Ghosts of Winter

Ghosts of Winter by Rebecca S. Buck

Book: Ghosts of Winter by Rebecca S. Buck Read Free Book Online
Authors: Rebecca S. Buck
your gown yourself. It is so…unusual.” Mrs. Richmond made the word unusual sound like the worst possible condemnation.
    “You wonder perhaps, Mrs. Richmond, why I should choose to dress in this fashion?”
    “Yes, Miss Greville, I confess I do.” Catherine flushed with embarrassment at her mother’s tone but turned her gaze towards Maeve, curious as to what her explanation would be. It was impossible not to be impressed by how undaunted Maeve was by Kitty Richmond’s disapproval.
    “I dislike fashion,” Maeve said simply, at first. She smiled slightly and then enlightened them further. “Corsets and crinolines are so dishonest. They make all of us women into liars. Uncomfortable liars.” Her tone was conspiratorial, as though she expected Catherine and her mother to agree with her. Catherine looked into her hazel eyes and knew she would agree with every word Maeve uttered, even if she declared the sky to be green and the grass blue. However, her mother was clearly not at all impressed.
    “You think us dishonest, Miss Greville?” she enquired coldly.
    “No, Mrs. Richmond, I don’t mean any offence to be taken. I simply think the demands of high fashion are rather more than any woman should be asked to bear. What, after all, is wrong with the female form that we should have to constrict it here and accentuate it there, beyond all natural proportions? Nor do we need excessive decoration, which, after all, detracts from our God-given beauty.”
    “These are highly unusual opinions you hold with, Miss Greville,” Catherine’s mother said with as much politeness as she could muster, which was not a great deal.
    “Not so unusual amongst many of my acquaintance, Mrs. Richmond,” Maeve replied evenly. “I suppose it depends upon which circles you move in, does it not?”
    “Yes. I cannot imagine yours is a very large circle.” Kitty Richmond’s tone was biting now.
    “Larger than you would expect. There are many artists and poets who think in a very similar way to me.”
    “It sounds so fascinating,” Catherine said dreamily, picturing such a world of art, and revolutionary views, and poetry. Everyone in that world—men and women both—would be as beautiful as Maeve. They would dress naturally as she did and spend their days composing poetry, or in fierce debates, while others painted their lives away, fingers constantly smeared with oils, little regard paid to the smudges on their clothes and noses.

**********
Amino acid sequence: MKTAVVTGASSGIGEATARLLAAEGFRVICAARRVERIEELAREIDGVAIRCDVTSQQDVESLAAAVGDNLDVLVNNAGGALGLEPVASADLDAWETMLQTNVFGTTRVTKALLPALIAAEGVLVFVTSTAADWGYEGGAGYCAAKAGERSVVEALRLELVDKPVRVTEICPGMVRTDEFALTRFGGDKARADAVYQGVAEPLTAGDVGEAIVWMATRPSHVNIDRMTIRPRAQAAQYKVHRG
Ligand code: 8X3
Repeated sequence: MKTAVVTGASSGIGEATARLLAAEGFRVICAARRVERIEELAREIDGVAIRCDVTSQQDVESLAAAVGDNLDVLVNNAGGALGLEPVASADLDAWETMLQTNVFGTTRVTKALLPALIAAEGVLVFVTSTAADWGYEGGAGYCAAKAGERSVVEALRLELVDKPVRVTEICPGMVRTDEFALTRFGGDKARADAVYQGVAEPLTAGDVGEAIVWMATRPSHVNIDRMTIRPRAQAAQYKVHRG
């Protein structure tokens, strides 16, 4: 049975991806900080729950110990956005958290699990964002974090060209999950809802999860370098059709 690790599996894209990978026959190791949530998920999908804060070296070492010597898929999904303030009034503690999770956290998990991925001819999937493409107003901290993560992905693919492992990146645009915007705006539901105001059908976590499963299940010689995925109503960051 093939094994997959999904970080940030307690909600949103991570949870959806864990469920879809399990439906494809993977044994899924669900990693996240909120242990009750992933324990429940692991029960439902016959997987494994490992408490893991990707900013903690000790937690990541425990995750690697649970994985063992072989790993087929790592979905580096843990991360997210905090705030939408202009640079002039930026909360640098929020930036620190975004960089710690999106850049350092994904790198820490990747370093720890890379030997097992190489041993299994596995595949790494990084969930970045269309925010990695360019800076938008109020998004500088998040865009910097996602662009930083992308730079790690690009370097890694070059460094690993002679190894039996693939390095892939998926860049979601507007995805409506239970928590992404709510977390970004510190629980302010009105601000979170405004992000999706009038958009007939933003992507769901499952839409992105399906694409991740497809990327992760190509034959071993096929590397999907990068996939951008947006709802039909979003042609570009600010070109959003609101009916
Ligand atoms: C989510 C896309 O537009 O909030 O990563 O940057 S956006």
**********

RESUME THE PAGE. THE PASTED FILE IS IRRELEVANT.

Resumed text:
“Nonsense, Catherine,” Mrs. Richmond snapped sharply, breaking into Catherine’s reverie. Her mother composed her features into a serene smile once again. “I mean, these things are all well and good for someone like Miss Greville, but they’d never suit a girl like you.”
    Catherine’s face flushed. To be spoken to like a child in front of Maeve was mortifying. She sipped her tea in silence, her blood on fire as she had never felt it before. She looked at her mother and fury stoked the flames, but when she turned her gaze instead on Maeve, searching for relief, the burning simply grew worse.
    Mrs. Richmond brought tea to a close rather earlier than was usual and withdrew to her chamber hurriedly, claiming the onset of a headache. As Maeve prepared to leave, Catherine followed her through the hallway and to the door. “You will come back, won’t you?”
    Maeve turned and took Catherine’s hand in cool fingers. Catherine felt frozen to the spot under her touch. “Dear Catherine. I don’t think your mother will like that.”
    “For me,” Catherine said, knowing she sounded quite ridiculous but somehow unable to help herself. “You must come here as my guest and visit me. We can walk in the park perhaps—mother won’t even know you’re here.” She could barely believe she’d suggested such deceit, but could not bring herself to retract the suggestion once it had been spoken.
    “You would keep me as your secret?” Maeve said, raising her eyebrows.
    Catherine blushed and looked at the

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